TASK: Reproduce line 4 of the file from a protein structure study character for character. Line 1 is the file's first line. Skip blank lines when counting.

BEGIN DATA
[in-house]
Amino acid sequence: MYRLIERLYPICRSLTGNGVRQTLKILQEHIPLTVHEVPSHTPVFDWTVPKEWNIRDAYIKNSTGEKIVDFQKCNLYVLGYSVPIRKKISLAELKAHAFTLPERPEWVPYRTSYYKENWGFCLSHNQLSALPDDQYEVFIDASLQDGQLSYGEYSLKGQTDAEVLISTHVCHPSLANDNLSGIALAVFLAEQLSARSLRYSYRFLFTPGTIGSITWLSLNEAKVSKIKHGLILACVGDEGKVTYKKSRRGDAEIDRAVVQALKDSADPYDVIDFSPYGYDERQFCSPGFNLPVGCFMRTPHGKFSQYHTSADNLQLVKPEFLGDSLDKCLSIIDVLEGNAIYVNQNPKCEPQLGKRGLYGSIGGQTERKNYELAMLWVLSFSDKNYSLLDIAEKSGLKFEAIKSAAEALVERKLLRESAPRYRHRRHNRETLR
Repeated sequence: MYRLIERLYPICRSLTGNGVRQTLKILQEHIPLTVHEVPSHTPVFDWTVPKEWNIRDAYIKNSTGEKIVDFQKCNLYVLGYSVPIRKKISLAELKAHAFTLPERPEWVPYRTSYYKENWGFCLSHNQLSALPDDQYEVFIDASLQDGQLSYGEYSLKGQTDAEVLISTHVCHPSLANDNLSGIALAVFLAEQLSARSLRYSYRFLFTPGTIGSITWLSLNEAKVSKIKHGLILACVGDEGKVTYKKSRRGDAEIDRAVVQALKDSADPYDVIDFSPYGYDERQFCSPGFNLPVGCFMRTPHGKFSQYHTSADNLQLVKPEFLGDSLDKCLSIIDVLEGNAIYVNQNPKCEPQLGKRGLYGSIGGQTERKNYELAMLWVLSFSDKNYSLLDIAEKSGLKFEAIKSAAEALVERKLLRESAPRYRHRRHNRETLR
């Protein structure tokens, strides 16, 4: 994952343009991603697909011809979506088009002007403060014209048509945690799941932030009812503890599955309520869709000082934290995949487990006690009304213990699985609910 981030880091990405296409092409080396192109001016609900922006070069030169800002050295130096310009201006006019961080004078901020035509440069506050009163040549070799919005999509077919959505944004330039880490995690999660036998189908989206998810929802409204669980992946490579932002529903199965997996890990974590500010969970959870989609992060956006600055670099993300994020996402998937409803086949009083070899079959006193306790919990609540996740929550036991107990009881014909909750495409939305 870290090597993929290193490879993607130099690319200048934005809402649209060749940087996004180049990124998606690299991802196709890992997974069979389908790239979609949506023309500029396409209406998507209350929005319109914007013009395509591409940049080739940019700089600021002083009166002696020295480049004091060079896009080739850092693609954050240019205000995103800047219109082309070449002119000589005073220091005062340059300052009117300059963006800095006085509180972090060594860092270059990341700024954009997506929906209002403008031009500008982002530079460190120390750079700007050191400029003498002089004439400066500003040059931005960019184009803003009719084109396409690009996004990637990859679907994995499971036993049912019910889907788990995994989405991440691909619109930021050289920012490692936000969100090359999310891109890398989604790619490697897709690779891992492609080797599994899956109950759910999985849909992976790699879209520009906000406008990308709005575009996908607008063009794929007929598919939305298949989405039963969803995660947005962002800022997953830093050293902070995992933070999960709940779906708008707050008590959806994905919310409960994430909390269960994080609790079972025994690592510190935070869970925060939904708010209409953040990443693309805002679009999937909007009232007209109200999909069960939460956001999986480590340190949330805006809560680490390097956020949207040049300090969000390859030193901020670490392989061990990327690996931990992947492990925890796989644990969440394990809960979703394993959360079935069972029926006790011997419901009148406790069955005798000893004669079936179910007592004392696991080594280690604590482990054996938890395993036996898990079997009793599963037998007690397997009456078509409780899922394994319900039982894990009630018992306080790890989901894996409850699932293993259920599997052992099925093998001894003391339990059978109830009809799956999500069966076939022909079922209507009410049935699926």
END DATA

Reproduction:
């Protein structure tokens, strides 16, 4: 994952343009991603697909011809979506088009002007403060014209048509945690799941932030009812503890599955309520869709000082934290995949487990006690009304213990699985609910 981030880091990405296409092409080396192109001016609900922006070069030169800002050295130096310009201006006019961080004078901020035509440069506050009163040549070799919005999509077919959505944004330039880490995690999660036998189908989206998810929802409204669980992946490579932002529903199965997996890990974590500010969970959870989609992060956006600055670099993300994020996402998937409803086949009083070899079959006193306790919990609540996740929550036991107990009881014909909750495409939305 870290090597993929290193490879993607130099690319200048934005809402649209060749940087996004180049990124998606690299991802196709890992997974069979389908790239979609949506023309500029396409209406998507209350929005319109914007013009395509591409940049080739940019700089600021002083009166002696020295480049004091060079896009080739850092693609954050240019205000995103800047219109082309070449002119000589005073220091005062340059300052009117300059963006800095006085509180972090060594860092270059990341700024954009997506929906209002403008031009500008982002530079460190120390750079700007050191400029003498002089004439400066500003040059931005960019184009803003009719084109396409690009996004990637990859679907994995499971036993049912019910889907788990995994989405991440691909619109930021050289920012490692936000969100090359999310891109890398989604790619490697897709690779891992492609080797599994899956109950759910999985849909992976790699879209520009906000406008990308709005575009996908607008063009794929007929598919939305298949989405039963969803995660947005962002800022997953830093050293902070995992933070999960709940779906708008707050008590959806994905919310409960994430909390269960994080609790079972025994690592510190935070869970925060939904708010209409953040990443693309805002679009999937909007009232007209109200999909069960939460956001999986480590340190949330805006809560680490390097956020949207040049300090969000390859030193901020670490392989061990990327690996931990992947492990925890796989644990969440394990809960979703394993959360079935069972029926006790011997419901009148406790069955005798000893004669079936179910007592004392696991080594280690604590482990054996938890395993036996898990079997009793599963037998007690397997009456078509409780899922394994319900039982894990009630018992306080790890989901894996409850699932293993259920599997052992099925093998001894003391339990059978109830009809799956999500069966076939022909079922209507009410049935699926």